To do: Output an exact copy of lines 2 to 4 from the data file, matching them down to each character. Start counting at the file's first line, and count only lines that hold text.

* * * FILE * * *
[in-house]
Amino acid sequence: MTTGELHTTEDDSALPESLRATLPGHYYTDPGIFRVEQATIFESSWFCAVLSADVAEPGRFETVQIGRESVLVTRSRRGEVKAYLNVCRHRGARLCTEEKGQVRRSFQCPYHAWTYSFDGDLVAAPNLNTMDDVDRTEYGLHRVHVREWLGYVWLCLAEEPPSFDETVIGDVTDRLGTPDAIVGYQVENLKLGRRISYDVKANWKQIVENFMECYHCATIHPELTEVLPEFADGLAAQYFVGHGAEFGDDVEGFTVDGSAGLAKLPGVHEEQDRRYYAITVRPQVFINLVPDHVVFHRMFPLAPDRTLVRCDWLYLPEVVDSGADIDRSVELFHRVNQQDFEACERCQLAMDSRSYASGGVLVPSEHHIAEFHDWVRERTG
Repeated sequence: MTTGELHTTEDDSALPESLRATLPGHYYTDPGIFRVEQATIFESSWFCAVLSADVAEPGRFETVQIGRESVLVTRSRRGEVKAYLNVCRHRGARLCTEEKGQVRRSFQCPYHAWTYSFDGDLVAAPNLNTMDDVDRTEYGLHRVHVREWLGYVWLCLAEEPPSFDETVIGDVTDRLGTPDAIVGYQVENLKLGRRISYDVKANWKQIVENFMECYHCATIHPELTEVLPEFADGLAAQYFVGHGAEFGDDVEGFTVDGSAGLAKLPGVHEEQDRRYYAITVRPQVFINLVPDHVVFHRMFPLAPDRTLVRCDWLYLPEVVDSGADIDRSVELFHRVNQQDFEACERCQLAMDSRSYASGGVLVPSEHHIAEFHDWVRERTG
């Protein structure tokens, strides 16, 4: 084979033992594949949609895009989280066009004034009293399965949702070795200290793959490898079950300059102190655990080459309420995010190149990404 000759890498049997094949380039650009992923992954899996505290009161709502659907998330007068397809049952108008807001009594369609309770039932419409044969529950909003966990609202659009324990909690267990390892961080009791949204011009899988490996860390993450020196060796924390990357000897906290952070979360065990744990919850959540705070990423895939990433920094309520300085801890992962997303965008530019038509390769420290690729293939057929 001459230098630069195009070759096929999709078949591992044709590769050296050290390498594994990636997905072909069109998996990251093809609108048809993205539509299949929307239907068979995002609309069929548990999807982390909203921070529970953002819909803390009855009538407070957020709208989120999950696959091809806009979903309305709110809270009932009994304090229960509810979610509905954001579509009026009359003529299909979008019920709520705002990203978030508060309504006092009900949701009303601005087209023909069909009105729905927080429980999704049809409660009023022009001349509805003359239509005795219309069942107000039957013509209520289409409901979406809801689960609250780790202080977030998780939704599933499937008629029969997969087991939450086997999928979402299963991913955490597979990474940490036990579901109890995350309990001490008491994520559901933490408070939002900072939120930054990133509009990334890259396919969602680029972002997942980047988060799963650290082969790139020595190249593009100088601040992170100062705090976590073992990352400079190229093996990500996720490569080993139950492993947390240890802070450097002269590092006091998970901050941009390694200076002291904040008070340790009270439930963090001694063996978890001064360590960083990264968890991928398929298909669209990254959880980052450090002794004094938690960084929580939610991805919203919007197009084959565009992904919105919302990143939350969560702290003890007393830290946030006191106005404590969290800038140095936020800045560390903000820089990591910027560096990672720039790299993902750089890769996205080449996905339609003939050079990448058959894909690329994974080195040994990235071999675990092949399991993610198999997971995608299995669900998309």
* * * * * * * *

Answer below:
Amino acid sequence: MTTGELHTTEDDSALPESLRATLPGHYYTDPGIFRVEQATIFESSWFCAVLSADVAEPGRFETVQIGRESVLVTRSRRGEVKAYLNVCRHRGARLCTEEKGQVRRSFQCPYHAWTYSFDGDLVAAPNLNTMDDVDRTEYGLHRVHVREWLGYVWLCLAEEPPSFDETVIGDVTDRLGTPDAIVGYQVENLKLGRRISYDVKANWKQIVENFMECYHCATIHPELTEVLPEFADGLAAQYFVGHGAEFGDDVEGFTVDGSAGLAKLPGVHEEQDRRYYAITVRPQVFINLVPDHVVFHRMFPLAPDRTLVRCDWLYLPEVVDSGADIDRSVELFHRVNQQDFEACERCQLAMDSRSYASGGVLVPSEHHIAEFHDWVRERTG
Repeated sequence: MTTGELHTTEDDSALPESLRATLPGHYYTDPGIFRVEQATIFESSWFCAVLSADVAEPGRFETVQIGRESVLVTRSRRGEVKAYLNVCRHRGARLCTEEKGQVRRSFQCPYHAWTYSFDGDLVAAPNLNTMDDVDRTEYGLHRVHVREWLGYVWLCLAEEPPSFDETVIGDVTDRLGTPDAIVGYQVENLKLGRRISYDVKANWKQIVENFMECYHCATIHPELTEVLPEFADGLAAQYFVGHGAEFGDDVEGFTVDGSAGLAKLPGVHEEQDRRYYAITVRPQVFINLVPDHVVFHRMFPLAPDRTLVRCDWLYLPEVVDSGADIDRSVELFHRVNQQDFEACERCQLAMDSRSYASGGVLVPSEHHIAEFHDWVRERTG
């Protein structure tokens, strides 16, 4: 084979033992594949949609895009989280066009004034009293399965949702070795200290793959490898079950300059102190655990080459309420995010190149990404 000759890498049997094949380039650009992923992954899996505290009161709502659907998330007068397809049952108008807001009594369609309770039932419409044969529950909003966990609202659009324990909690267990390892961080009791949204011009899988490996860390993450020196060796924390990357000897906290952070979360065990744990919850959540705070990423895939990433920094309520300085801890992962997303965008530019038509390769420290690729293939057929 001459230098630069195009070759096929999709078949591992044709590769050296050290390498594994990636997905072909069109998996990251093809609108048809993205539509299949929307239907068979995002609309069929548990999807982390909203921070529970953002819909803390009855009538407070957020709208989120999950696959091809806009979903309305709110809270009932009994304090229960509810979610509905954001579509009026009359003529299909979008019920709520705002990203978030508060309504006092009900949701009303601005087209023909069909009105729905927080429980999704049809409660009023022009001349509805003359239509005795219309069942107000039957013509209520289409409901979406809801689960609250780790202080977030998780939704599933499937008629029969997969087991939450086997999928979402299963991913955490597979990474940490036990579901109890995350309990001490008491994520559901933490408070939002900072939120930054990133509009990334890259396919969602680029972002997942980047988060799963650290082969790139020595190249593009100088601040992170100062705090976590073992990352400079190229093996990500996720490569080993139950492993947390240890802070450097002269590092006091998970901050941009390694200076002291904040008070340790009270439930963090001694063996978890001064360590960083990264968890991928398929298909669209990254959880980052450090002794004094938690960084929580939610991805919203919007197009084959565009992904919105919302990143939350969560702290003890007393830290946030006191106005404590969290800038140095936020800045560390903000820089990591910027560096990672720039790299993902750089890769996205080449996905339609003939050079990448058959894909690329994974080195040994990235071999675990092949399991993610198999997971995608299995669900998309």